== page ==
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Baking Soda and Baking Powder: What's the Difference?

When it comes to baking powder and baking soda, you can't have one (powder) without the other (soda.) But that doesn't mean the ingredients are interchangeable. Here's how they're different.

What is Baking Soda?

Baking soda. Photo by Meredith_resized

Photo by Meredith

Baking soda is another name for sodium bicarbonate. It's a base that reacts when it comes into contact with lemon juice, vinegar, or buttermilk, sometimes in such spectacular fashion that it's the basis for science fair projects. Reacting in this case means releasing gas bubbles, which is what helps cakes and cookies rise. When baking soda doesn't react, it has a distinctive metallic taste: In other words, measure carefully.

The other problem with baking soda is how quickly it reacts. That's good if you're assembling a model volcano, but less advantageous if you're trying to pull off a birthday cake. In that case, you want the rising to occur gradually over a longer period. That's where baking powder comes in.

What is Baking Powder?

Baking powder. Photo by Meredith_resized

Photo by Meredith

Baking powder includes baking soda, and also monocalcium phosphate and either sodium acid pyrophosphate or sodium aluminum sulfate. Those acids react with sodium bicarbonate (baking soda), but not until they're hot and wet. So the process of creating air bubbles doesn't begin until the batter's mixed and heated in the oven.

Sometimes a recipe will call for both baking soda and baking powder. That's because after baking soda neutralizes the available acid, the pastry still needs a little more lift.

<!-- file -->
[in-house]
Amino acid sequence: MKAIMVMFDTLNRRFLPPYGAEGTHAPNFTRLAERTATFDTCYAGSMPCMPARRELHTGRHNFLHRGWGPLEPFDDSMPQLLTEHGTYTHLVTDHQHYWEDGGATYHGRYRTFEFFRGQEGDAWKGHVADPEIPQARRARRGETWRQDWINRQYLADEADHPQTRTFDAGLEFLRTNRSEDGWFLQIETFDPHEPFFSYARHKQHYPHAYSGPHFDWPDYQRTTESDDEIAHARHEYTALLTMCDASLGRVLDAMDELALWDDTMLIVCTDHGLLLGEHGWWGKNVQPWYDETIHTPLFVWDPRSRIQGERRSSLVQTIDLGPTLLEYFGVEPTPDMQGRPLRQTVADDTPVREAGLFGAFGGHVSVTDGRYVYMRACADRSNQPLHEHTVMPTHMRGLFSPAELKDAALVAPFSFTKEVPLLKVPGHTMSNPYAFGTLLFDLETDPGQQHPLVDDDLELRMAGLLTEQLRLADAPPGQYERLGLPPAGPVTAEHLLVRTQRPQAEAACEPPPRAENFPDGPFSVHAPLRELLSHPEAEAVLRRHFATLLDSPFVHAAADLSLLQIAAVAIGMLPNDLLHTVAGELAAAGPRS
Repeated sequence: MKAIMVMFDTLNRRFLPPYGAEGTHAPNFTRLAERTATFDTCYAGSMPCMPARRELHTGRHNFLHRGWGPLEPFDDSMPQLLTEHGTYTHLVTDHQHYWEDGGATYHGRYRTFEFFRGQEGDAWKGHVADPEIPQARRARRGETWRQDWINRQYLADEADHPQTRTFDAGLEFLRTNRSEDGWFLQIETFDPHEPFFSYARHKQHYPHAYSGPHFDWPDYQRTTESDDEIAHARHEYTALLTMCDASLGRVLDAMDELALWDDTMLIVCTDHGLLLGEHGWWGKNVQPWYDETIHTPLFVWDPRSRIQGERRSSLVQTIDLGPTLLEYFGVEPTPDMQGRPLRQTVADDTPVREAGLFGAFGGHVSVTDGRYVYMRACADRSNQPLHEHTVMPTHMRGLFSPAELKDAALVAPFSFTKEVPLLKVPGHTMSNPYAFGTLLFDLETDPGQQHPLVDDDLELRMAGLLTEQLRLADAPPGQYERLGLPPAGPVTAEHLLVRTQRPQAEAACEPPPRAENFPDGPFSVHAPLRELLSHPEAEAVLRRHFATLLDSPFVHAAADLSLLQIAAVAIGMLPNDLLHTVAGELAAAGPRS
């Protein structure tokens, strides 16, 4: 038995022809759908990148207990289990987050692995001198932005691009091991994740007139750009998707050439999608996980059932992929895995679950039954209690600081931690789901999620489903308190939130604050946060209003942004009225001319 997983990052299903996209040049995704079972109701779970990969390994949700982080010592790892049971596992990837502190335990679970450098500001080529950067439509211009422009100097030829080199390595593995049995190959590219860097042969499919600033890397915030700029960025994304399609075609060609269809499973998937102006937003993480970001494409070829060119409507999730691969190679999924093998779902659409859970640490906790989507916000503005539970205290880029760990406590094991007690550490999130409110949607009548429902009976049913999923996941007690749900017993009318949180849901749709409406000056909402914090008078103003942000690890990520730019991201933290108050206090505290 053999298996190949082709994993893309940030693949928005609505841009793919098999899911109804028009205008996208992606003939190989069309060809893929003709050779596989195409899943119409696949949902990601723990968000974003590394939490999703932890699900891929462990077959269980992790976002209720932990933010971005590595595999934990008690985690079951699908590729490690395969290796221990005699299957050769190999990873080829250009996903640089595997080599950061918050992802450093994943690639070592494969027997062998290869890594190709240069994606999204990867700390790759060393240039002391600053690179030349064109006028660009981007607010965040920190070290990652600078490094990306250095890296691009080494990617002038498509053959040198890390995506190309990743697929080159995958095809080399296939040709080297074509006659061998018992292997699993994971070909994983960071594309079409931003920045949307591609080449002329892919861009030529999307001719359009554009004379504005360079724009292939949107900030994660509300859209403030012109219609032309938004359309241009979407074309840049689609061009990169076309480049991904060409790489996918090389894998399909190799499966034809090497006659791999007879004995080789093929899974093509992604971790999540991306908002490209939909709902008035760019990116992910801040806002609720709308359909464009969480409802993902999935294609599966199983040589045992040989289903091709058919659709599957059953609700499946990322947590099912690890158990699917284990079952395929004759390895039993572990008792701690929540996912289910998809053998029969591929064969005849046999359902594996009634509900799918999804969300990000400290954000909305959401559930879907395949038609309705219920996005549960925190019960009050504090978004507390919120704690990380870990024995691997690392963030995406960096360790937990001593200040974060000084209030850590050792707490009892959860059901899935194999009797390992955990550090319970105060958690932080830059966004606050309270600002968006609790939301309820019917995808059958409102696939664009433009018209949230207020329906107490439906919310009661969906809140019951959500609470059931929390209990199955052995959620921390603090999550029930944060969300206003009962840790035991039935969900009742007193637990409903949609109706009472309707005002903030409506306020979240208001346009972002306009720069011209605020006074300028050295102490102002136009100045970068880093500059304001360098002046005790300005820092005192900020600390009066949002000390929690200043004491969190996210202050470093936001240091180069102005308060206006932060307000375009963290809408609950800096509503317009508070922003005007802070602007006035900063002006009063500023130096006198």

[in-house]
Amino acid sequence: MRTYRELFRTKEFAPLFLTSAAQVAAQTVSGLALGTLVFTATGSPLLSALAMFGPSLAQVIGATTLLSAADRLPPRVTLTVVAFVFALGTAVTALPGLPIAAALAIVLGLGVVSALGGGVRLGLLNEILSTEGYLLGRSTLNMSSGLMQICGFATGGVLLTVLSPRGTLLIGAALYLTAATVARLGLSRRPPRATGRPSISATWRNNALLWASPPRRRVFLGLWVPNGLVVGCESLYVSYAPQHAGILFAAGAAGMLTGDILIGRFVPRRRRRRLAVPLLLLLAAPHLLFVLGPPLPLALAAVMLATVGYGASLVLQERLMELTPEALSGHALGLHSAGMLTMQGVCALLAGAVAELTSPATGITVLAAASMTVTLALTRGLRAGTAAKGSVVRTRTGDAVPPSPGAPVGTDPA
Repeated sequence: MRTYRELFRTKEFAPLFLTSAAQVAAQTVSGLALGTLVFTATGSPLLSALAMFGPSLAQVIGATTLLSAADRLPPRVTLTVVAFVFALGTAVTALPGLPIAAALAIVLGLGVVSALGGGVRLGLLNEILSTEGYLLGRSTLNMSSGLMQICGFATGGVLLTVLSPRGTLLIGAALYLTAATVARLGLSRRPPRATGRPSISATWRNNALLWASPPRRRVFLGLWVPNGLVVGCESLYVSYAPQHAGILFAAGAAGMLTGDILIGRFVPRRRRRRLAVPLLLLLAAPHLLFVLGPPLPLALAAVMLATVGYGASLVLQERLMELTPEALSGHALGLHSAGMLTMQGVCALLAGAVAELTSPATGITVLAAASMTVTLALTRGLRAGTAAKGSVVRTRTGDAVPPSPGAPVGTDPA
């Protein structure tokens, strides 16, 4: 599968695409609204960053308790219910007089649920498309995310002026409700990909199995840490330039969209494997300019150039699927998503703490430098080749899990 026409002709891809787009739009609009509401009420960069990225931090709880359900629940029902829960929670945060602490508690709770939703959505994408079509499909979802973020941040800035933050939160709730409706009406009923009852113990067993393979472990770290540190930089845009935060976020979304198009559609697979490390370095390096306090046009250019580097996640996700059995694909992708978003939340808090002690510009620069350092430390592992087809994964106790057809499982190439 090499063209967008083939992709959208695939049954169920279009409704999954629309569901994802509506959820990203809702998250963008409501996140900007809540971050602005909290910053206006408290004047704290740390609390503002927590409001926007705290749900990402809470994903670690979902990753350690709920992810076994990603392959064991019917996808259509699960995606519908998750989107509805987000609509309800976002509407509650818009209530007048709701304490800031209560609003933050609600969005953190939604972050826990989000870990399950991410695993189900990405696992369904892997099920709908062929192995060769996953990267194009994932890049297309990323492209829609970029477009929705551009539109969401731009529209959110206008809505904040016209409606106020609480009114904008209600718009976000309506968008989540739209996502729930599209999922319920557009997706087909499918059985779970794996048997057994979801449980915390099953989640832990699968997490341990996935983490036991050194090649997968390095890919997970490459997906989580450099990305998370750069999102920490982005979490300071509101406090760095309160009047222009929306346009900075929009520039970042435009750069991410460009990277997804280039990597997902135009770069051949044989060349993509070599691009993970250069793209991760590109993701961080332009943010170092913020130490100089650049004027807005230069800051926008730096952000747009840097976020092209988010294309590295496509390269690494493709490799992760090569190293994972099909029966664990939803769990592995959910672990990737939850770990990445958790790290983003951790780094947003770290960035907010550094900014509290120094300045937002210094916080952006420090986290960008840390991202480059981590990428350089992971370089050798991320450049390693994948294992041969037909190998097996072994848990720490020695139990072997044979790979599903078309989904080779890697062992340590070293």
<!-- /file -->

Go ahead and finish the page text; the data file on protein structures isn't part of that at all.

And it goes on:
It's important to remember that if you're out of baking powder, you can't use baking soda instead. But you can make your own baking powder, and some cooks believe the mix tastes better than what's commercially available.

How to Test If Your Baking Powder or Baking Soda Is Still Good?

Has your baking powder or baking soda been hanging around the cupboard for quite some time?  Luckily there’s a simple test to determine if it's still active. To test if baking powder is still good, drop half a teaspoon of it into hot water. If it fizzes and forms bubbles, it’s still good. To test baking soda, drop half a teaspoon of it into a small amount of vinegar. Once again, if it fizzes it’s still active. If you don’t get any sort of reaction, it’s time to toss that box and buy some new baking powder or baking soda.
Here's how to make your own baking powder.


Find more cooking how-to's and inspiration on Allrecipes Dish.


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About Hanna Raskin

Not just a grits eater, but a one-time grits roller (a sport involving an inflatable tub and 27 cases of instant grits). Devoted to queso, chopped liver, Cuban toast, soft-shell crabs, and the roads that lead to them.